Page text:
The tour that we had contracted with Exeter lasted seven days. But Mary wasn’t sure if she was ever going to get another opportunity to visit to the Hermitage, so she had scheduled a couple of extra days in St. Petersburg after the tour ended, to make sure that she got her chance to drink deeply at the well of art. Or something like that. Poetic metaphor is not exactly my strong suit. I’m better at lists. Unfortunately, people, well most people, don’t seem to be all that interested in reading lists, unless it’s lists of biggest maritime disasters of all time, or worst plastic surgery jobs on Hollywood celebrities.
The first day of the rest of our time in Russia we decided to go with the no-plans plan. That worked remarkably well. There was some sleeping in, a leisurely breakfast, and slow aimless walking about the city. Bliss! We eventually ambled down to Nevsky Prospekt, which is, I believe the main shopping boulevard. In any event there’s lots of shopping. And some interesting architecture, like this Singer Building, which you have to admit is pretty cool.
Close by is the Cathedral of Our Savior on Spilled Blood, which was built on the site of the assassination of Tsar Alexander II. Which explains why it’s the Cathedral ON the Spilled Blood, rather than the Cathedral OF the Spilled Blood. Bloody minded lot, those Russians.
We spent some time wandering through a park or three, stopped for some coffee and all in all enjoyed the first day of non-scheduled touring we had on this trip. Although we had a great time touring, the scheduling really does begin to wear on us after a while.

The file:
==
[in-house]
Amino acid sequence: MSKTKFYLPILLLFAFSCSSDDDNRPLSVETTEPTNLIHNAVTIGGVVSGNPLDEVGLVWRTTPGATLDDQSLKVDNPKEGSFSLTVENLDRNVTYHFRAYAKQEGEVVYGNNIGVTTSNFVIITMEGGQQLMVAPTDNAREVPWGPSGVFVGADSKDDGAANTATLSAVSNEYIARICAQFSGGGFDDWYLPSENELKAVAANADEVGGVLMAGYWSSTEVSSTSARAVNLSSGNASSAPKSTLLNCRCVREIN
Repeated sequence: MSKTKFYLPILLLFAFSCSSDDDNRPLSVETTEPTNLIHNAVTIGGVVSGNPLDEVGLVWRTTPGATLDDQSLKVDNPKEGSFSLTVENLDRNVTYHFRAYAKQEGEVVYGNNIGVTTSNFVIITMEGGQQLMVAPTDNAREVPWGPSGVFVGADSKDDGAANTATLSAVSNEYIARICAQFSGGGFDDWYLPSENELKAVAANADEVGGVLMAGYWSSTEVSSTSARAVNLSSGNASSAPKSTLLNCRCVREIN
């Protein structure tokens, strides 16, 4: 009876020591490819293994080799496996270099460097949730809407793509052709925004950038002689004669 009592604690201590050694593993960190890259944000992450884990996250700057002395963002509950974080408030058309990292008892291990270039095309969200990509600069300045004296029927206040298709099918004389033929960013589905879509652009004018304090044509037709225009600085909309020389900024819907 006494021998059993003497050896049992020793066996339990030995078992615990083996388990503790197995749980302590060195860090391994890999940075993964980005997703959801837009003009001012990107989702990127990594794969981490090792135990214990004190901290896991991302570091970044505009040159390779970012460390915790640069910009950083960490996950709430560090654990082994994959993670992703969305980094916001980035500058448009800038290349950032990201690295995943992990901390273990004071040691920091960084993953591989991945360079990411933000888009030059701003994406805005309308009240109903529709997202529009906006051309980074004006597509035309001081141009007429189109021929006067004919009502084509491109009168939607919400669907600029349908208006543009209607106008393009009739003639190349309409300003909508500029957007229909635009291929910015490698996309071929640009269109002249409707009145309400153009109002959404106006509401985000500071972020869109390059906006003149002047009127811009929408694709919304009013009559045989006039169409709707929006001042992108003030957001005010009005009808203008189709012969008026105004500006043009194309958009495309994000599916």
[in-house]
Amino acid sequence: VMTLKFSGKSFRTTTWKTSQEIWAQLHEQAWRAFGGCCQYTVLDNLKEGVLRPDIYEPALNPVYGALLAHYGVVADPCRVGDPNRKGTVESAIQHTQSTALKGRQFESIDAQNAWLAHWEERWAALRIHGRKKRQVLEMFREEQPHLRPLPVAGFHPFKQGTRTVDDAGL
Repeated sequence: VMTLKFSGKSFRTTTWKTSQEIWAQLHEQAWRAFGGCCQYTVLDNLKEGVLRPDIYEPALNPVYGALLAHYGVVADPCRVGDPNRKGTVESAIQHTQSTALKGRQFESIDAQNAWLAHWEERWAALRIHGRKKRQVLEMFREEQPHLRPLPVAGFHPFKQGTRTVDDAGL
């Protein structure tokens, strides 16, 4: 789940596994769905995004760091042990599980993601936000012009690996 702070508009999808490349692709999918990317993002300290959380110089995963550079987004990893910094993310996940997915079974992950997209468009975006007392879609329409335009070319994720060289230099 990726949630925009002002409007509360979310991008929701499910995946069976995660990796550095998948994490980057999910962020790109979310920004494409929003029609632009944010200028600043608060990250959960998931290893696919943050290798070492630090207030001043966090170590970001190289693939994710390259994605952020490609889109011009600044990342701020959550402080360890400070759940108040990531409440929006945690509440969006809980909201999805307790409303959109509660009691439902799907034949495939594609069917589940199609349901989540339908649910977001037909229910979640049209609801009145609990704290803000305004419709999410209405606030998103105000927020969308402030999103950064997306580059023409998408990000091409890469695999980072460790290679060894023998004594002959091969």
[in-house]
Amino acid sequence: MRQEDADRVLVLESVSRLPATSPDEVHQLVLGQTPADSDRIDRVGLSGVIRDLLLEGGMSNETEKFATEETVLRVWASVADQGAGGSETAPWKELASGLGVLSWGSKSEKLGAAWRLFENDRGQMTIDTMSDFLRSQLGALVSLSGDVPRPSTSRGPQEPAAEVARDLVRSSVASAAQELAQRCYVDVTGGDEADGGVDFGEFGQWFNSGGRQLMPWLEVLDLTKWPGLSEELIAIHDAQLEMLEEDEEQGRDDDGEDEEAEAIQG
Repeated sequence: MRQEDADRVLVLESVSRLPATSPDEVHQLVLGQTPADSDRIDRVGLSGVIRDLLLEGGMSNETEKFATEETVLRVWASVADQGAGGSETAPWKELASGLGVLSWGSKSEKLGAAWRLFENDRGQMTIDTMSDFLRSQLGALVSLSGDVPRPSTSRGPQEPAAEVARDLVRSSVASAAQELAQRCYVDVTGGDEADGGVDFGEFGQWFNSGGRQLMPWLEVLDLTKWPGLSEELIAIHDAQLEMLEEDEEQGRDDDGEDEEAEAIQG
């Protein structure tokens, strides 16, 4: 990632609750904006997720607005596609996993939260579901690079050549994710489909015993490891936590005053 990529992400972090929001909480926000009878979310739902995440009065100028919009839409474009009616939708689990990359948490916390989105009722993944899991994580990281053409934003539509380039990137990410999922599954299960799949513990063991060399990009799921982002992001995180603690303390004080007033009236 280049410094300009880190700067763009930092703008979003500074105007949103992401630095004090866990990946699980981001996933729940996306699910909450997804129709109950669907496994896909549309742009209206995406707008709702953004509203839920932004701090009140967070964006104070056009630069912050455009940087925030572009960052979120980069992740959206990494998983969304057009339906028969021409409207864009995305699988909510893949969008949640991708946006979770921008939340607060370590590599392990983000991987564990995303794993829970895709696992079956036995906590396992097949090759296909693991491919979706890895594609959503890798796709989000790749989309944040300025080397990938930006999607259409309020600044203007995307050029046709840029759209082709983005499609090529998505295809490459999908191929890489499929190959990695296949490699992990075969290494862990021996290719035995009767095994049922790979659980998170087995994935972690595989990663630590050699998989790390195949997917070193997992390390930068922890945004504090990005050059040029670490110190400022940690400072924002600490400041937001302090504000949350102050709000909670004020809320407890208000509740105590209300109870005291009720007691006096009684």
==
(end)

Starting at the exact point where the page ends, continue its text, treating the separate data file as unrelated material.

Second day, same as the first, except we actually had things to do and places to go. We went back to the Hermitage to soak up the art vibe. Then, in the evening, we repaired to a Russian vegetarian restaurant named The Idiot, after the Dostoyevsky story. I’m not sure to what the reference refers, are you an idiot for trying vegetarian food in Russia, or what? Actually, it was quite nice and the meal came with a complimentary glass of vodka, which is not something you see everyday. Or maybe you do in Russia, and we just weren’t going to the right restaurants.
Afterwards, we caught the opera, because Mary is on a lifelong mission to culture me up. Success on this front is somewhat spotty. It was a very long opera, and there’s hardly any beheadings or explosions worth mentioning, so after the second intermission I declared that I was all full up with culture for the evening and if there were to happen to be a third intermission I was going to bolt. Fortunately there was not, and so we left when everyone else did, at the end.
And that was the concluding act for Russia. In the morning we’d take the train, again, because …train! The railroad this time would take us to Helsinki, where we’d spent the night before flying back to London.